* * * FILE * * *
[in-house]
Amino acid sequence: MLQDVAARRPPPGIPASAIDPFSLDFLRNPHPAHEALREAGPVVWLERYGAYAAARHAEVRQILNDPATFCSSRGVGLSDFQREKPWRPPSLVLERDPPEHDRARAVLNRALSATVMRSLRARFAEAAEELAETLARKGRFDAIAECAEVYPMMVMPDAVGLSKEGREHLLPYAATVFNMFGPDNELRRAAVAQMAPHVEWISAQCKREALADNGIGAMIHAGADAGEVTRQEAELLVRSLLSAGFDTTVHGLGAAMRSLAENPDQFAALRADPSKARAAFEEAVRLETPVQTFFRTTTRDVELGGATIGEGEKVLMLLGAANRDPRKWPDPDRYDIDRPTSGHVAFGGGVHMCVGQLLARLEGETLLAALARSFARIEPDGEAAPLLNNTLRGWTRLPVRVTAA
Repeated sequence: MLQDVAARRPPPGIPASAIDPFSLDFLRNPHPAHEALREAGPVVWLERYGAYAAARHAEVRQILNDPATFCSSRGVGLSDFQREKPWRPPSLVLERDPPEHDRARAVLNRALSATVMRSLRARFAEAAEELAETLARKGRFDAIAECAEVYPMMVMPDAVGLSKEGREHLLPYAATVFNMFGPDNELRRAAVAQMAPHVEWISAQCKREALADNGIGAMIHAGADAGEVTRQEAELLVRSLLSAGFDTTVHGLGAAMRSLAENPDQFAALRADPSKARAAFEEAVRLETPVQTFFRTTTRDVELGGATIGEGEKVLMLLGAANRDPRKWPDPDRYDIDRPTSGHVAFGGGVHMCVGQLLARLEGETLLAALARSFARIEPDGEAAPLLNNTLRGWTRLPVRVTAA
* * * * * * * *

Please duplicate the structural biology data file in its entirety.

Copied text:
[in-house]
Amino acid sequence: MLQDVAARRPPPGIPASAIDPFSLDFLRNPHPAHEALREAGPVVWLERYGAYAAARHAEVRQILNDPATFCSSRGVGLSDFQREKPWRPPSLVLERDPPEHDRARAVLNRALSATVMRSLRARFAEAAEELAETLARKGRFDAIAECAEVYPMMVMPDAVGLSKEGREHLLPYAATVFNMFGPDNELRRAAVAQMAPHVEWISAQCKREALADNGIGAMIHAGADAGEVTRQEAELLVRSLLSAGFDTTVHGLGAAMRSLAENPDQFAALRADPSKARAAFEEAVRLETPVQTFFRTTTRDVELGGATIGEGEKVLMLLGAANRDPRKWPDPDRYDIDRPTSGHVAFGGGVHMCVGQLLARLEGETLLAALARSFARIEPDGEAAPLLNNTLRGWTRLPVRVTAA
Repeated sequence: MLQDVAARRPPPGIPASAIDPFSLDFLRNPHPAHEALREAGPVVWLERYGAYAAARHAEVRQILNDPATFCSSRGVGLSDFQREKPWRPPSLVLERDPPEHDRARAVLNRALSATVMRSLRARFAEAAEELAETLARKGRFDAIAECAEVYPMMVMPDAVGLSKEGREHLLPYAATVFNMFGPDNELRRAAVAQMAPHVEWISAQCKREALADNGIGAMIHAGADAGEVTRQEAELLVRSLLSAGFDTTVHGLGAAMRSLAENPDQFAALRADPSKARAAFEEAVRLETPVQTFFRTTTRDVELGGATIGEGEKVLMLLGAANRDPRKWPDPDRYDIDRPTSGHVAFGGGVHMCVGQLLARLEGETLLAALARSFARIEPDGEAAPLLNNTLRGWTRLPVRVTAA